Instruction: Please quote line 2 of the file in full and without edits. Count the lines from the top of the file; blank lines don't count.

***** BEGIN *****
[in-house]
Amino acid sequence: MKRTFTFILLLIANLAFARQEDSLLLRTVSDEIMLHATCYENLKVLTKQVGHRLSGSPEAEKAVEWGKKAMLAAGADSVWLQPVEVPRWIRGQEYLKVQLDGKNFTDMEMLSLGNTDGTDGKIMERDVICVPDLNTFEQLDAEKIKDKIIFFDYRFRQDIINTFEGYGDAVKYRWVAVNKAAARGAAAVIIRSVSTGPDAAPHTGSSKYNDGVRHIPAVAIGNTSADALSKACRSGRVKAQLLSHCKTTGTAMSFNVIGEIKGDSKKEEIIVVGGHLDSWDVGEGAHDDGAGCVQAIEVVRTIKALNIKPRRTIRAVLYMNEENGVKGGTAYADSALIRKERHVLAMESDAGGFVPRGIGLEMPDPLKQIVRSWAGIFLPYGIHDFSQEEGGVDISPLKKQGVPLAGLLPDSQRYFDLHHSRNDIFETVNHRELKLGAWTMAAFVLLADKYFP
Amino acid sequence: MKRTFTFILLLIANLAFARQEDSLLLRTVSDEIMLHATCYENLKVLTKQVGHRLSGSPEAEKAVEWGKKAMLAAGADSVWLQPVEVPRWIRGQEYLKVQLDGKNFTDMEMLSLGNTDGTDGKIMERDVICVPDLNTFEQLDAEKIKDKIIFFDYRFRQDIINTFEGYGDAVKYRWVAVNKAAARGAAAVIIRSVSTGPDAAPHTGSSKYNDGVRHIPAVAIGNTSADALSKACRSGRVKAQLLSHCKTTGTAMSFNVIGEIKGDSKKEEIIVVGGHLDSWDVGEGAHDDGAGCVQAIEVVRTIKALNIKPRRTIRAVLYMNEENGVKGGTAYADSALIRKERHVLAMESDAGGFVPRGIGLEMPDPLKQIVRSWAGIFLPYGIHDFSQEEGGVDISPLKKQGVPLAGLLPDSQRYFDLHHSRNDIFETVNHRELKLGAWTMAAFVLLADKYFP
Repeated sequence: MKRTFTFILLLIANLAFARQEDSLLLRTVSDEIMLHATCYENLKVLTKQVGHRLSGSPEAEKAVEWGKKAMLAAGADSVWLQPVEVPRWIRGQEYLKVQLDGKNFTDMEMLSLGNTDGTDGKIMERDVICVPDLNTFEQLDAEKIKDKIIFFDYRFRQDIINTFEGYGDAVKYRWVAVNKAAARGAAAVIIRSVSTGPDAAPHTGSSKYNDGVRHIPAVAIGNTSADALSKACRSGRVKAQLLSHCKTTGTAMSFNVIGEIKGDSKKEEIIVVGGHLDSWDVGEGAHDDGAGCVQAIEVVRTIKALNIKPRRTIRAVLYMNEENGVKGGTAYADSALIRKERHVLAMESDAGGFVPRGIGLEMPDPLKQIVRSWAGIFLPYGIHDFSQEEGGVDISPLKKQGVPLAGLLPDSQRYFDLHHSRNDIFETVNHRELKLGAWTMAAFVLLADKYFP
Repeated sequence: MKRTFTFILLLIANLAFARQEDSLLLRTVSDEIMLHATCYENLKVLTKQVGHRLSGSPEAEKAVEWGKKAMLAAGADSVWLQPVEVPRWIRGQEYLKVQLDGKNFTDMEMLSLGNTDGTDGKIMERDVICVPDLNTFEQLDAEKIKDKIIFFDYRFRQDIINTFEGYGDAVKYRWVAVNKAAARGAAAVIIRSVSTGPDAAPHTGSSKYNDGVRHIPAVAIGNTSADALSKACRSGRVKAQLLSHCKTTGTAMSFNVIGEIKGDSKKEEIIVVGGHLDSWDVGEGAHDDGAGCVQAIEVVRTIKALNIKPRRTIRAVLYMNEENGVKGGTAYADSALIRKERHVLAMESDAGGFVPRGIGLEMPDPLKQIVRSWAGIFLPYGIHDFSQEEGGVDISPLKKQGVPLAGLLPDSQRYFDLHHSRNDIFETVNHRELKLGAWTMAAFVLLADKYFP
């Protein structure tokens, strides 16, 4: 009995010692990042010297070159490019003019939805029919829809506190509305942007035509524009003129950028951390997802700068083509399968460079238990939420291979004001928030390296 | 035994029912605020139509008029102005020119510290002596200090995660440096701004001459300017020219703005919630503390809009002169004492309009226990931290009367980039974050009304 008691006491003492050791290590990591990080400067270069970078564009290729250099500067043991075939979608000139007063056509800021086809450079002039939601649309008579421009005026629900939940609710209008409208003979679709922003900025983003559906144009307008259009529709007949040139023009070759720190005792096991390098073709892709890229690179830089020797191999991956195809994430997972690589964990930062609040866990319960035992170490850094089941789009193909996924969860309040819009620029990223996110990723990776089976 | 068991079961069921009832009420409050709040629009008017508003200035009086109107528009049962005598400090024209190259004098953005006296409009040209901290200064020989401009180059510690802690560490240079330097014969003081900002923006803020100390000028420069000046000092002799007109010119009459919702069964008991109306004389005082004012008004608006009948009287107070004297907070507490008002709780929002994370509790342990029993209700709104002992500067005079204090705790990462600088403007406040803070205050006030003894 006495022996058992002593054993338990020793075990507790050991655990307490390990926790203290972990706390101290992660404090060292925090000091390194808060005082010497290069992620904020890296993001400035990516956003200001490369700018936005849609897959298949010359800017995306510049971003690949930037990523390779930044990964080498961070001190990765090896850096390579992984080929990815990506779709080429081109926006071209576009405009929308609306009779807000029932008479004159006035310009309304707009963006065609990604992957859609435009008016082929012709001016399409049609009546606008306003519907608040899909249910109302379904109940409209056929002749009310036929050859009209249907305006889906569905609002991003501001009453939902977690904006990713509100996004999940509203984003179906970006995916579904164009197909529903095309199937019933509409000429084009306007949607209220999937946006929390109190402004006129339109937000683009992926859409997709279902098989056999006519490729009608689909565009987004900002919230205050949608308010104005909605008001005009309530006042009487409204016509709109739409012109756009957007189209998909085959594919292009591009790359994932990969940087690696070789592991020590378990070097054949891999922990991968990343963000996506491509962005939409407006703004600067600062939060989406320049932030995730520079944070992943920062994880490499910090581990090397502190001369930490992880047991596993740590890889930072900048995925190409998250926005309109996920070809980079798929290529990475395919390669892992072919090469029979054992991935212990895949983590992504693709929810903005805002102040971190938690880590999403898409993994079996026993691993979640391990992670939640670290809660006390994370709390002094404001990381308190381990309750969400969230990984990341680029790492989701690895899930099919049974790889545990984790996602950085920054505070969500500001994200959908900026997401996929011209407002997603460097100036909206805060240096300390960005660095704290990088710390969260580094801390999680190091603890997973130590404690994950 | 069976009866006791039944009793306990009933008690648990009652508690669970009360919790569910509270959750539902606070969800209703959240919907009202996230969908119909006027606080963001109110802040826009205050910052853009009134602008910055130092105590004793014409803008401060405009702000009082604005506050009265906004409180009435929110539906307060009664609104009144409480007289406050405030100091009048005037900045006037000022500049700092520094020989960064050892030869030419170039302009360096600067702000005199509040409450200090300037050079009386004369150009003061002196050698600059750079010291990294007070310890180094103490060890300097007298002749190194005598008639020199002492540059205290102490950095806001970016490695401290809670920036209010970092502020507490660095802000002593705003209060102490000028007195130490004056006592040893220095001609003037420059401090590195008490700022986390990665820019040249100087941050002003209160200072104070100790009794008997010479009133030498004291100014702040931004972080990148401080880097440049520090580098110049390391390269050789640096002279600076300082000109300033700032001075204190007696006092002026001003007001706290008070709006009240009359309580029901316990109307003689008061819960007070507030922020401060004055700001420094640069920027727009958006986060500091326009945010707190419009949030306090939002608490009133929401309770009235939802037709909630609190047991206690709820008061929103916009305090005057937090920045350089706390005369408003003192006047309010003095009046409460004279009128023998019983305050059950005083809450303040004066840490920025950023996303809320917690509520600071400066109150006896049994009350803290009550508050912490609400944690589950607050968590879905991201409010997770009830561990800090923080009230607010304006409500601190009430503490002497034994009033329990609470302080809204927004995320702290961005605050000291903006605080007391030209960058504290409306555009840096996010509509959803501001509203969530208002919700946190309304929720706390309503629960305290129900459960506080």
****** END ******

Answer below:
Amino acid sequence: MKRTFTFILLLIANLAFARQEDSLLLRTVSDEIMLHATCYENLKVLTKQVGHRLSGSPEAEKAVEWGKKAMLAAGADSVWLQPVEVPRWIRGQEYLKVQLDGKNFTDMEMLSLGNTDGTDGKIMERDVICVPDLNTFEQLDAEKIKDKIIFFDYRFRQDIINTFEGYGDAVKYRWVAVNKAAARGAAAVIIRSVSTGPDAAPHTGSSKYNDGVRHIPAVAIGNTSADALSKACRSGRVKAQLLSHCKTTGTAMSFNVIGEIKGDSKKEEIIVVGGHLDSWDVGEGAHDDGAGCVQAIEVVRTIKALNIKPRRTIRAVLYMNEENGVKGGTAYADSALIRKERHVLAMESDAGGFVPRGIGLEMPDPLKQIVRSWAGIFLPYGIHDFSQEEGGVDISPLKKQGVPLAGLLPDSQRYFDLHHSRNDIFETVNHRELKLGAWTMAAFVLLADKYFP